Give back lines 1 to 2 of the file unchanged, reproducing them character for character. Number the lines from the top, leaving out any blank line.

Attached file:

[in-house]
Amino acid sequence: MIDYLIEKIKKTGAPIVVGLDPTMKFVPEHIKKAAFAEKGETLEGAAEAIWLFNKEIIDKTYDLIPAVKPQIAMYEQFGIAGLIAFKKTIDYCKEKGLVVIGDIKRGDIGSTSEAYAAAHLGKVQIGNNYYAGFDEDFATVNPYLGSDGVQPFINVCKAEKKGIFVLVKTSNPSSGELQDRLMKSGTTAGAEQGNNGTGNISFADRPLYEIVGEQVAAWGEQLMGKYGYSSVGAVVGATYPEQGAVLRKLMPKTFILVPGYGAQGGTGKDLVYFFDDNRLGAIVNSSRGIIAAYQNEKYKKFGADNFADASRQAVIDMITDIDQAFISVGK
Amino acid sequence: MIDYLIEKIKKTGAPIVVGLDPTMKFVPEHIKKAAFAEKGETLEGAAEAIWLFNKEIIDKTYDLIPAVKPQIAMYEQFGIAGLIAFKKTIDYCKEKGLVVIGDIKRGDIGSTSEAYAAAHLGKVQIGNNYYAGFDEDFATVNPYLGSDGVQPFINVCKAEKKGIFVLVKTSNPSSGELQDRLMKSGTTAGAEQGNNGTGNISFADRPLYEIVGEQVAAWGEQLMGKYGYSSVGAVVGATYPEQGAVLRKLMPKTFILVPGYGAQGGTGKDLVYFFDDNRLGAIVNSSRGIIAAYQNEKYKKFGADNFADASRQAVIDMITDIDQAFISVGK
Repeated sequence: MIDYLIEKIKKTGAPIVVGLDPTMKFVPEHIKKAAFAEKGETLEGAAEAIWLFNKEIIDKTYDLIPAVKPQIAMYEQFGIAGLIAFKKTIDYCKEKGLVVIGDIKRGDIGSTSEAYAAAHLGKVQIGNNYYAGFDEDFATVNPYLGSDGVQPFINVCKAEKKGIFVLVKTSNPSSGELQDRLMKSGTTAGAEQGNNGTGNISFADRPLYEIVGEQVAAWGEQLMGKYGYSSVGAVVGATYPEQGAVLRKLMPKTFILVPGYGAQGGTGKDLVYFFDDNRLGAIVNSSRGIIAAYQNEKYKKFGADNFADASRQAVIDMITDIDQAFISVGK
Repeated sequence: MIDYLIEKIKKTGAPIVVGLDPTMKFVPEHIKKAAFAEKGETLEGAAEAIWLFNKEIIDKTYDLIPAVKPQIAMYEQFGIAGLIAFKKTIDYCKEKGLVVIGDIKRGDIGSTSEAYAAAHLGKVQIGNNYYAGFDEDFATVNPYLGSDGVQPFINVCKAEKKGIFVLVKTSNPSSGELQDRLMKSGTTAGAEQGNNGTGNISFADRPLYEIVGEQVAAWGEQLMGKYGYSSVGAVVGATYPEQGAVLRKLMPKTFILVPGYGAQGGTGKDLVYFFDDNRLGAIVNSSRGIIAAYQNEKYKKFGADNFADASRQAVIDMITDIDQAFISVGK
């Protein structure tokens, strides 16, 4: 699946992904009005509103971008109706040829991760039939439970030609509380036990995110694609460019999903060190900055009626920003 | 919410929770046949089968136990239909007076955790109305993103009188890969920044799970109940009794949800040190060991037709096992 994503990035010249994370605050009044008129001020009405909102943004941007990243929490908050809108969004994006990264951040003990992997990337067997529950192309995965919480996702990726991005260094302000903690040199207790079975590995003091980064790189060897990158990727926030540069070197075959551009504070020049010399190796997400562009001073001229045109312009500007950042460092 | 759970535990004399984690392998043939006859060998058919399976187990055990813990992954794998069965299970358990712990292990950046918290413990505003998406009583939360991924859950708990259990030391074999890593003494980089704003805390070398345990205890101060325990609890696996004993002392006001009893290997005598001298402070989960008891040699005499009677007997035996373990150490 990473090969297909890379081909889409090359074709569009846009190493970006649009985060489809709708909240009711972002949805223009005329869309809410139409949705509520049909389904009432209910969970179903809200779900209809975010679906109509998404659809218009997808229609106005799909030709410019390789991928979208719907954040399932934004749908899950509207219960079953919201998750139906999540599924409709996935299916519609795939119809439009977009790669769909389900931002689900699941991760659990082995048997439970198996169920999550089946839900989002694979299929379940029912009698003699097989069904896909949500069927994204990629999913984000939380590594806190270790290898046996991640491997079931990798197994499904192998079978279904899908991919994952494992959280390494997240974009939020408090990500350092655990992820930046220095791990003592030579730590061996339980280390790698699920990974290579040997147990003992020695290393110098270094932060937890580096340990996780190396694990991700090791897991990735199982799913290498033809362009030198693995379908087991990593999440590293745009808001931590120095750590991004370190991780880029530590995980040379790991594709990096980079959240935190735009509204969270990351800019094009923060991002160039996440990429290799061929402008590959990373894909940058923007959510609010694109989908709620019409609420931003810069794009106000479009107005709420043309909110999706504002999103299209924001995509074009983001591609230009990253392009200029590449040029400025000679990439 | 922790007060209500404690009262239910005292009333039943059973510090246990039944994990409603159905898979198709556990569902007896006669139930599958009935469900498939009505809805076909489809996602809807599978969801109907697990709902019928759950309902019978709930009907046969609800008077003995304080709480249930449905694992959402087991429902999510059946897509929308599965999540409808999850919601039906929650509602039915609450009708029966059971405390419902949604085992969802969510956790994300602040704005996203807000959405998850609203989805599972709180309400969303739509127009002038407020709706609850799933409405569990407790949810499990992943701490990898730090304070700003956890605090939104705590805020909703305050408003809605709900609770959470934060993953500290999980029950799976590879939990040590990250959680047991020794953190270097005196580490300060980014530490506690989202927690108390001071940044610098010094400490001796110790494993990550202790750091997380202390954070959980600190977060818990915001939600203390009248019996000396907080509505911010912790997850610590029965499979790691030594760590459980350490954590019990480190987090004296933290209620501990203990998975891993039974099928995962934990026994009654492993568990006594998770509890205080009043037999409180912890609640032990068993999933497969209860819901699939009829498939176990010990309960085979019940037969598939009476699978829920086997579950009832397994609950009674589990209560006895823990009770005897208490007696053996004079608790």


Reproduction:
[in-house]
Amino acid sequence: MIDYLIEKIKKTGAPIVVGLDPTMKFVPEHIKKAAFAEKGETLEGAAEAIWLFNKEIIDKTYDLIPAVKPQIAMYEQFGIAGLIAFKKTIDYCKEKGLVVIGDIKRGDIGSTSEAYAAAHLGKVQIGNNYYAGFDEDFATVNPYLGSDGVQPFINVCKAEKKGIFVLVKTSNPSSGELQDRLMKSGTTAGAEQGNNGTGNISFADRPLYEIVGEQVAAWGEQLMGKYGYSSVGAVVGATYPEQGAVLRKLMPKTFILVPGYGAQGGTGKDLVYFFDDNRLGAIVNSSRGIIAAYQNEKYKKFGADNFADASRQAVIDMITDIDQAFISVGK